Faculty

Tel: (415) 422-6356
cavanaught@usfca.edu

Tom Cavanaugh

Professor

Professor Cavanaugh's research and teaching interests concern the conjunction of philosophical and theological ethics as found in everyday life as well as in the medical and military arenas. An allied area of research and teaching concerns his interest in the Western religious tradition of thought, with a focus on the Catholic Intellectual Tradition.

Tel: (415) 422-6349
eliasr@usfca.edu

Robert Elias

Professor

Robert Elias has taught in the Politics Department at USF since 1989. He founded the USF Legal Studies and the Peace & Justice Studies programs. He coordinates the Legal Studies, Criminal Justice Studies, and the 4+3 Law programs, teaches in the Honors Humanities and BA/MA in International Studies programs, and is the Editor of Peace Review: An International Journal of Social Justice.

Tel: (415) 422-4372
ktkesslermata@usfca.edu

Kouslaa Kessler-Mata

Assistant Professor

Dr. Kessler-Mata's research interests include: democratic politics; the normative dimensions of policy making; negotiating political boundaries between local and tribal governments; the rights and powers of local government; and Federal Indian law in general.

Tel: (415) 422-5867
murphyp@usfca.edu

Patrick Murphy

Professor

Patrick Murphy is a Professor in the Department of Politics. He is on leave for the 2013-14 academic year. He received his Ph.D. from the University of Wisconsin-Madison, and a Master's of Public Affairs degree from the University of Texas-Austin. He received his B.A. from the University of Notre Dame. His professional experience prior to coming to USF includes teaching as a lecturer at the University of Wisconsin. Professor Murphy also has worked for the RAND Corporation and at the Office of Management and Budget in Washington, D.C.

Tel: (415) 422-6074
nasstromk@usfca.edu

Kathryn Nasstrom

Professor

Kathryn Nasstrom, Associate Professor of History, teaches in the U.S. field and specializes in women's history, oral history, and civil rights history. She received her PhD from the University of North Carolina at Chapel Hill in 1993 and has been at USF since 1994.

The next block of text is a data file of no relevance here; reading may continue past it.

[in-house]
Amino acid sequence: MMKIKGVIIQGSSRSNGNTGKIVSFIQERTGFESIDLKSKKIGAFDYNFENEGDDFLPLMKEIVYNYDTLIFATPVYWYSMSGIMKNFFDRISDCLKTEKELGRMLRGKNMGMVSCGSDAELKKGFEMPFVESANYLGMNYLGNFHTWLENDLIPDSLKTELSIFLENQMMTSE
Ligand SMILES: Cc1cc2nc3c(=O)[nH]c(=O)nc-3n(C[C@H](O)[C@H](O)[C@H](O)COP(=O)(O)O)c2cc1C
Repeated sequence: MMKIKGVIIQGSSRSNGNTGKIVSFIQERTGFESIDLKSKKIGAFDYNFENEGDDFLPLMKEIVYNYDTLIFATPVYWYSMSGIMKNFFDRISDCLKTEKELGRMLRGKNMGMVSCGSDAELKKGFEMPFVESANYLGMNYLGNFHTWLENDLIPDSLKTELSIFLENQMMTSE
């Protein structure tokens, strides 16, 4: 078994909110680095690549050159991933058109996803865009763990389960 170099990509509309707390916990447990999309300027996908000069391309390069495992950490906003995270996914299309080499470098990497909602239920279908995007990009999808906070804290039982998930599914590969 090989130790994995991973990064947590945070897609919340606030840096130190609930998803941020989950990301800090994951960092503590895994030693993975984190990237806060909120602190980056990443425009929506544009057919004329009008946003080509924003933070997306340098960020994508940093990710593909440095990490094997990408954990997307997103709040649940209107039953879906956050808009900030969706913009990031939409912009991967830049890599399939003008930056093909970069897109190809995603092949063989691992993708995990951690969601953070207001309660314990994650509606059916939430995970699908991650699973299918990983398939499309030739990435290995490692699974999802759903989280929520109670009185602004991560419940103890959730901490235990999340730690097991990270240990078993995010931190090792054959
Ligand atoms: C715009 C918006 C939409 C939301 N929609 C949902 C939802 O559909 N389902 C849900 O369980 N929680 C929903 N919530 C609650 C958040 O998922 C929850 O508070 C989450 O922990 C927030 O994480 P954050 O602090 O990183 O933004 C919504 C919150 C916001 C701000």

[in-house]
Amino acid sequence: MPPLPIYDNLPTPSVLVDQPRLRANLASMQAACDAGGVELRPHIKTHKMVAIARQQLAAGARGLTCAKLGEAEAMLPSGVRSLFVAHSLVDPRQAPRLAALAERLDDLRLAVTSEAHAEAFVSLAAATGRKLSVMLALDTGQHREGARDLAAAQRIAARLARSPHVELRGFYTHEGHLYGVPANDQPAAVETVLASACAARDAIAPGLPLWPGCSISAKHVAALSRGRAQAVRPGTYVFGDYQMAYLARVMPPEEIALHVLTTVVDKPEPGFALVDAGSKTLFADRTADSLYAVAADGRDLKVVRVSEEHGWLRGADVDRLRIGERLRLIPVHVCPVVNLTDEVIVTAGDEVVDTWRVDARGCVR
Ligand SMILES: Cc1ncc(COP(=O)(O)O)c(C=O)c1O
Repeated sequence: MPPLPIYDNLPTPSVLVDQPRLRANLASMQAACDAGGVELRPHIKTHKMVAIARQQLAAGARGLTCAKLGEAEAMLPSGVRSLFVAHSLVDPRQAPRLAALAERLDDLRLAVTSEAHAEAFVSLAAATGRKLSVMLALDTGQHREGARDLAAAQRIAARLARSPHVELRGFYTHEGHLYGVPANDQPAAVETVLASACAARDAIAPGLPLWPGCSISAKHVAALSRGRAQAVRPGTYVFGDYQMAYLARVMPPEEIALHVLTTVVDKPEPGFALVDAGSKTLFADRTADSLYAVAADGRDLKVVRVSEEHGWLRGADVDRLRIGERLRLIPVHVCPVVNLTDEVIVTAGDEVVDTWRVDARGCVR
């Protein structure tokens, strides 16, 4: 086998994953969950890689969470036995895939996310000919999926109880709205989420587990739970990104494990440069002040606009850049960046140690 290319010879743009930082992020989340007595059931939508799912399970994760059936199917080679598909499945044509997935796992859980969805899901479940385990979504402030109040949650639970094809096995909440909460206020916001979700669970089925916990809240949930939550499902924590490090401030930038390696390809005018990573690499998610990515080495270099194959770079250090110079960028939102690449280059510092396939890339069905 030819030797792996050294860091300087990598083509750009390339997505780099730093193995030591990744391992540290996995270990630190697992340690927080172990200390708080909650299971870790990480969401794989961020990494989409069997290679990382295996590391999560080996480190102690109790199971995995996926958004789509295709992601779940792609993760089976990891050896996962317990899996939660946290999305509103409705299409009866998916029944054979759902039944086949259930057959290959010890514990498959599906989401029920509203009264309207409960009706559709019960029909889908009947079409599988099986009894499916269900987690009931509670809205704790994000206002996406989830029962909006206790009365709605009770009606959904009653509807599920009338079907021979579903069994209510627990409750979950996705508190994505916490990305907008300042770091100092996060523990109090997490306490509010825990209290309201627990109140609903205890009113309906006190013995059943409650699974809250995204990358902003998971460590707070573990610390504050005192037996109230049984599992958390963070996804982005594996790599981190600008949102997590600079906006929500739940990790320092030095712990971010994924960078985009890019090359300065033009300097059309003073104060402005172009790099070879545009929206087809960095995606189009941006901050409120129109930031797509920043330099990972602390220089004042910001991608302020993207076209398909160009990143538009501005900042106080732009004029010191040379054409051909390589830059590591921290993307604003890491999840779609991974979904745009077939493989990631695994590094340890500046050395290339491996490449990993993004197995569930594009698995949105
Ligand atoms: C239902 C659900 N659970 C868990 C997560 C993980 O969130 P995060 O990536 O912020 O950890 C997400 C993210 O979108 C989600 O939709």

Tel: (415) 422-5116
paris@usfca.edu

Jeffrey Paris

Associate Professor

Jeffrey Paris joined the USF faculty in 2001, and has taught over twenty different courses in topics ranging from Existential and Postmodern Philosophy to Imprisonment to Science Fiction.

Tel: (415) 422-4476
lnpierrelouis@usfca.edu

Lydie Pierre-Louis

Associate Professor

Lydie Pierre-Louis is an internationally recognized scholar, educator, and speaker on corporate governance with a focus on financial regulation and emerging market regulation. She has developed financial literacy programs for emerging communities in coordination with The Federal Reserve Banks of New York and Atlanta and has served on the American Branch of the International Law Association Committee on Multilateralism and the Accountability of International Organizations to review the governance practices of the IMF and the World Bank.

Tel: (415) 422-5414
kdrichman@usfca.edu

Kimberly Richman

Associate Professor

Kimberly Richman received her Ph.D. in Criminology, Law and Society at the University of California, Irvine. Her research interests include law and society, crime and deviance, family law, gender and sexuality, and reintegrative programming for prison inmates. She is the author of the book Courting Change (NYU Press) and multiple articles and book chapters. She is also President of the non-profit Alliance for C.H.A.N.G.E.